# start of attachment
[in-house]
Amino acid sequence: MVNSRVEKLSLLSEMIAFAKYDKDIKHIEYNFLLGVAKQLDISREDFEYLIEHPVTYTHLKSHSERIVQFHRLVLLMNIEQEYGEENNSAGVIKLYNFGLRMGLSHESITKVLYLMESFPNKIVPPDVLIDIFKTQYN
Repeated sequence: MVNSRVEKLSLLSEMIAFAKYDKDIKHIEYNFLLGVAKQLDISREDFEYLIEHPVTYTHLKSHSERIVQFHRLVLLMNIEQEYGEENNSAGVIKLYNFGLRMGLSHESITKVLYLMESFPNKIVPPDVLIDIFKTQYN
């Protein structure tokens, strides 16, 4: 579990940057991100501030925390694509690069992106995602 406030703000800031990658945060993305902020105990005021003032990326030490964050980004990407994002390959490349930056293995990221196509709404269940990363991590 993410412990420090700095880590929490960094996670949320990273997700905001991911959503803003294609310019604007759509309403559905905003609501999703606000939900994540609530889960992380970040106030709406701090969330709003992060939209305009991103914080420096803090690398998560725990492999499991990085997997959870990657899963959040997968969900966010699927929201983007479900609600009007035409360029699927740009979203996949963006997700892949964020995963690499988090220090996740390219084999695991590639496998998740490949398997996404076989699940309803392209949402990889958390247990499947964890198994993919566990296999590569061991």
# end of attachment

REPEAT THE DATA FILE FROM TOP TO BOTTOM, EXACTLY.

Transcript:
[in-house]
Amino acid sequence: MVNSRVEKLSLLSEMIAFAKYDKDIKHIEYNFLLGVAKQLDISREDFEYLIEHPVTYTHLKSHSERIVQFHRLVLLMNIEQEYGEENNSAGVIKLYNFGLRMGLSHESITKVLYLMESFPNKIVPPDVLIDIFKTQYN
Repeated sequence: MVNSRVEKLSLLSEMIAFAKYDKDIKHIEYNFLLGVAKQLDISREDFEYLIEHPVTYTHLKSHSERIVQFHRLVLLMNIEQEYGEENNSAGVIKLYNFGLRMGLSHESITKVLYLMESFPNKIVPPDVLIDIFKTQYN
């Protein structure tokens, strides 16, 4: 579990940057991100501030925390694509690069992106995602 406030703000800031990658945060993305902020105990005021003032990326030490964050980004990407994002390959490349930056293995990221196509709404269940990363991590 993410412990420090700095880590929490960094996670949320990273997700905001991911959503803003294609310019604007759509309403559905905003609501999703606000939900994540609530889960992380970040106030709406701090969330709003992060939209305009991103914080420096803090690398998560725990492999499991990085997997959870990657899963959040997968969900966010699927929201983007479900609600009007035409360029699927740009979203996949963006997700892949964020995963690499988090220090996740390219084999695991590639496998998740490949398997996404076989699940309803392209949402990889958390247990499947964890198994993919566990296999590569061991």